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Thought Crimes - The Last Bit Of Dogma We Shed

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Akheia

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Once upon a time I wrote an opinion piece about the trend of vapid vanity tattoos and how stupid I thought they were. Wow, you'd have thought I'd advocated eating children when the responses came in from people who felt THEIR tats were very significant and spiritual and despite agreeing that most women getting them were idiots, they themselves were absolutely NOT following some herd. Another time I wrote about how I think that faking orgasms is about the worst relationship sin I could imagine short of cheating, but this time at least I anticipated the flood of responses from women who thought that THEIR faked orgasms were actually good for their relationships. What interested me the second time was that I'd specifically tried to avoid sounding judgey. I expressed that this was how I personally felt and why, even citing studies I'd found supporting my claims, but women still felt they had to justify their own behaviors and explain--sometimes at excruciating length--why they thought this behavior was perfectly okay for them while--and this is the weird bit--still vilifying other women who do it. I came away with a very good understanding of the human tendency to think that a good personal justification excuses everything.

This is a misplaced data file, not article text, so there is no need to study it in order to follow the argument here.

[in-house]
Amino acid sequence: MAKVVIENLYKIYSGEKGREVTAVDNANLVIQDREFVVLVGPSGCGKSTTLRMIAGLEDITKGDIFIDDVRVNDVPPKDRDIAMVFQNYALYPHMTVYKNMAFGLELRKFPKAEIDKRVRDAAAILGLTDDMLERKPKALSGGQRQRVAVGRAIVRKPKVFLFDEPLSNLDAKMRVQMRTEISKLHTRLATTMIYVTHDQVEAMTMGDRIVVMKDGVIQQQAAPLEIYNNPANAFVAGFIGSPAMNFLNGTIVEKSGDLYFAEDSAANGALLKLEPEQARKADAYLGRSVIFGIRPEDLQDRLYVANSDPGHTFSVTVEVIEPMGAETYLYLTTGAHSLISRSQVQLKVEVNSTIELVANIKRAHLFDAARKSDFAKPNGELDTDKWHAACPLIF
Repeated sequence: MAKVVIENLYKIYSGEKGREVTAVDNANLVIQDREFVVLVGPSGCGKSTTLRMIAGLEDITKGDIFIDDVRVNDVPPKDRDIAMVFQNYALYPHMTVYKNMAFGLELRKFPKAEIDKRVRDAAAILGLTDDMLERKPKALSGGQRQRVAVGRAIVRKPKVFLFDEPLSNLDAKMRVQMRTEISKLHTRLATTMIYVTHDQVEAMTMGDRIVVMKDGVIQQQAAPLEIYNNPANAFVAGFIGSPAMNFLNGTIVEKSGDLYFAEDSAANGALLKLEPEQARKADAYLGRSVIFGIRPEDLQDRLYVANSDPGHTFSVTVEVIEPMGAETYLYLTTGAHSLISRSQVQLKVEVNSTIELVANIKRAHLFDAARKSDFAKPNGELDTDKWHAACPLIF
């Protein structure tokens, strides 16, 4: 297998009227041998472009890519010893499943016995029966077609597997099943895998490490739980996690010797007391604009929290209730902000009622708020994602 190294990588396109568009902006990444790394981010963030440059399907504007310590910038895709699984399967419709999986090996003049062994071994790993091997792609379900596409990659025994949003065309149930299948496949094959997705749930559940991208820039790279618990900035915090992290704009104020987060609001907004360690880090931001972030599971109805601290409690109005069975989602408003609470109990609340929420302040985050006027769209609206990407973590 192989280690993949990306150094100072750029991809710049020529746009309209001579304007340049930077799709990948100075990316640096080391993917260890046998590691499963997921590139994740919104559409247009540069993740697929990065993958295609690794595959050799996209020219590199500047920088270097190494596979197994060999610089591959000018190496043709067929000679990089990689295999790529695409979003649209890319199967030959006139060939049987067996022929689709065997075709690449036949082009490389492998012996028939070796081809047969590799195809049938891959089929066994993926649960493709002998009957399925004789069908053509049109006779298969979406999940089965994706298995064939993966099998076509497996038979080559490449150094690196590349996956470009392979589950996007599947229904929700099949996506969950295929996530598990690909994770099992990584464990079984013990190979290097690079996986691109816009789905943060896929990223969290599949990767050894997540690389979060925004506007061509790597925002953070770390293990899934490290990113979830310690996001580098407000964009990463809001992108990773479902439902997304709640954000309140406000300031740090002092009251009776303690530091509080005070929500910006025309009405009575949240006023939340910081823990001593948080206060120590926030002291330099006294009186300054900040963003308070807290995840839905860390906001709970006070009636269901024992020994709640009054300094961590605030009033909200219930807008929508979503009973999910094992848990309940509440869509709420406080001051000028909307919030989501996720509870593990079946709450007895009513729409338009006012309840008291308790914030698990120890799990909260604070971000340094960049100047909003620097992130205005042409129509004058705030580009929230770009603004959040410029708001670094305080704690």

In that vein, this last week or two we have three interesting "the only moral whatever is my whatever" stories. First we have Scott DeJarlais, one of those odious "pro-life" and "family values" fundie nutbags who is working hard to remove women's personal autonomy because he knows so much better than us what's good for us. Not only was the hypocritical fuckwad cheating on his wife with a patient of his, but when she got knocked up, he blamed her for the accident and demanded she get an abortion. I'm sure he has some Olympics-grade rationalizations for why abortion and cheating were totes okay for him, though. I understand the latest is that the mistress just faking the pregnancy. Uh huh, I'm sure he knew that on that phone transcript, too.